Reduce pH

All acids have a common property: they can lower the pH index, as a result of which microorganisms lose their ability to reproduce, or die. However, the property of reducing the pH in different acids is different, it depends on the size of the molecules, as well as the degree of dissociation, i.e. Release of the H + ion in an aqueous solution.

Each acid has its own acidity constant pK. It is the pH value at which the acid exists at 50% as acid and 50% in an active, dissociated form. Some acids have several acidity constants pK, for example, citric and fumaric. All these acids differ in chemical composition and therefore have different properties and methods of action.

Antimicrobial action

Along with the decrease in pH, acids suppress the vital activity of bacteria, the development of yeasts and mold fungi. For example, formic acid has a strong antibacterial effect, it destroys salmonella and E. coli, stops the growth of yeast, which is especially useful in the liquid type of feeding animals.

Propionic acid suppresses the growth of mold fungi and yeast and is therefore often used in the conservation of grain, to prevent the formation of mold and yeast in feed.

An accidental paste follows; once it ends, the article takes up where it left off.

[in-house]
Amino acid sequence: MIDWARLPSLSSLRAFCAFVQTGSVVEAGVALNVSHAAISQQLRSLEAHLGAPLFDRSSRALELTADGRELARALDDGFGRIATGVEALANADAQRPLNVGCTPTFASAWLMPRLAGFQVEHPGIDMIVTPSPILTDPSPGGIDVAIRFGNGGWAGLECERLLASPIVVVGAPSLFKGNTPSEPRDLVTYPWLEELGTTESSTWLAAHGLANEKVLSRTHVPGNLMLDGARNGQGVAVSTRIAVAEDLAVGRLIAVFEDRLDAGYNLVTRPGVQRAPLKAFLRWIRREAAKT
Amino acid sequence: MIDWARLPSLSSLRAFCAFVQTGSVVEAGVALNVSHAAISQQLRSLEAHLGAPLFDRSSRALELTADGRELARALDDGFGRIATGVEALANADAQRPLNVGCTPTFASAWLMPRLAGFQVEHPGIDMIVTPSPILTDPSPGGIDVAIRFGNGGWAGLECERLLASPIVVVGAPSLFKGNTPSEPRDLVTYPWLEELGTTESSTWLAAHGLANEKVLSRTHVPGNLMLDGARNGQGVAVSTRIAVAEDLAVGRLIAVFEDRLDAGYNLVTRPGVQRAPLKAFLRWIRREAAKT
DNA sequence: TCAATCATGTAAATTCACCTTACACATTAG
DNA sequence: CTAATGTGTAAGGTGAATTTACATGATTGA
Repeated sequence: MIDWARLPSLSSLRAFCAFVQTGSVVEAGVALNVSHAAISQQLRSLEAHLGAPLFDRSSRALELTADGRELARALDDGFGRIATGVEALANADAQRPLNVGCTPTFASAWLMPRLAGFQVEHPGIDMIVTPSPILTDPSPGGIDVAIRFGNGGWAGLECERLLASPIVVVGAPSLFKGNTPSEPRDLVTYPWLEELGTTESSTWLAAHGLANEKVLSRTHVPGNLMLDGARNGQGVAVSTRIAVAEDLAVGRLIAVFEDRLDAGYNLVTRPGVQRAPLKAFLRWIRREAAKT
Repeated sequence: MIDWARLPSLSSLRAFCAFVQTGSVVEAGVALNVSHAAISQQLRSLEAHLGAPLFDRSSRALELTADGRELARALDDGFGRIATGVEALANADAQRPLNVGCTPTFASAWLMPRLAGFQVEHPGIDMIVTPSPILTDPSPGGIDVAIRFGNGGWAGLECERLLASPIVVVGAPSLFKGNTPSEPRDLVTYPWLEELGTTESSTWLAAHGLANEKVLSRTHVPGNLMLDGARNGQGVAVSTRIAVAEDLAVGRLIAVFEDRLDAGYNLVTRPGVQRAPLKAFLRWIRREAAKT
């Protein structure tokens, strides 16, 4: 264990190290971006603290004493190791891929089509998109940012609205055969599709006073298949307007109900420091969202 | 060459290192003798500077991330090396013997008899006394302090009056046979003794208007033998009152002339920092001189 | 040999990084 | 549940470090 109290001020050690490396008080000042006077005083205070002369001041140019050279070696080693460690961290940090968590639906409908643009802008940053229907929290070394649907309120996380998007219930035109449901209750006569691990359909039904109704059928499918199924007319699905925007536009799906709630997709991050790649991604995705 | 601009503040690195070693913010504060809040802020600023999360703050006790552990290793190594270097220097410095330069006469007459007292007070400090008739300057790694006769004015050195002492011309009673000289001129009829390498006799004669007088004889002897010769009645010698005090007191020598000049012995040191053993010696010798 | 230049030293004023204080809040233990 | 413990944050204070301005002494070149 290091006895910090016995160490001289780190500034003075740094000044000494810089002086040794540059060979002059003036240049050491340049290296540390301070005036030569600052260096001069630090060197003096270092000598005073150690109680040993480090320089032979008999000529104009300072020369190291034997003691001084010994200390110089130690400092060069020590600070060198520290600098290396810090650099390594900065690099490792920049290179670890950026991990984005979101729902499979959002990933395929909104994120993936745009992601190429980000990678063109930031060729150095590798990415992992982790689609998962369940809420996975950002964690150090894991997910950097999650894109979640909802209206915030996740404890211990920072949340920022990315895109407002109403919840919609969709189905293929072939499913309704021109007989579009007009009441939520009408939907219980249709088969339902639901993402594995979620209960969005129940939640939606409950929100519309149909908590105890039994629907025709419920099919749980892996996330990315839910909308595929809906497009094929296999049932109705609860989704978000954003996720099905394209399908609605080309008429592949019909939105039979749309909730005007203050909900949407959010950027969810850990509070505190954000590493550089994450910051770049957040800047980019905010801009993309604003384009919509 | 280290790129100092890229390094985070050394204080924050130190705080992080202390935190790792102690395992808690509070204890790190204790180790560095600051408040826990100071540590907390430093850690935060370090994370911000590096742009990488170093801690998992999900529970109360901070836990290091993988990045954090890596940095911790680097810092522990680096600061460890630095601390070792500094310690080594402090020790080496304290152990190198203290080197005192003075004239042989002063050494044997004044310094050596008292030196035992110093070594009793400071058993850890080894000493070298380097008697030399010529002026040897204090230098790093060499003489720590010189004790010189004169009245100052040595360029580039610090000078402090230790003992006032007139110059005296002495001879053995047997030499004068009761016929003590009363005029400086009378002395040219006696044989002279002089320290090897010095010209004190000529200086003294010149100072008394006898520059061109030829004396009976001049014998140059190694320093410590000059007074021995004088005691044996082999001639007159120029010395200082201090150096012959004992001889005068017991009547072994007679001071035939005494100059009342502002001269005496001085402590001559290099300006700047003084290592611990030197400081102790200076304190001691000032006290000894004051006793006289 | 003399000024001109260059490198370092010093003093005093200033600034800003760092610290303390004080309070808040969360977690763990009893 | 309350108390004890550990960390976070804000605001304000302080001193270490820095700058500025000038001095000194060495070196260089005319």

Antimicrobial action is an important property of organic acids, which can be described as follows: acids penetrate the cell membranes of microorganisms and split into anions and cations. Cations lower the pH value and activate chemical reactions, while the microorganism is killed due to energy loss.

Anions affect various biochemical reactions, causing the microorganism also to die (for example, the assimilation of amino acids is blocked and cellular biochemical reactions stop). The effect of acids occurs simultaneously in several directions.Unlike antibiotics, bacteria do not produce resistance against organic acids, Which significantly (for the better) improves the chances of their use in livestock.

The use of acids in water or feed is a well-proven tool in the prevention of salmonellosis.

Acidulants penetration through water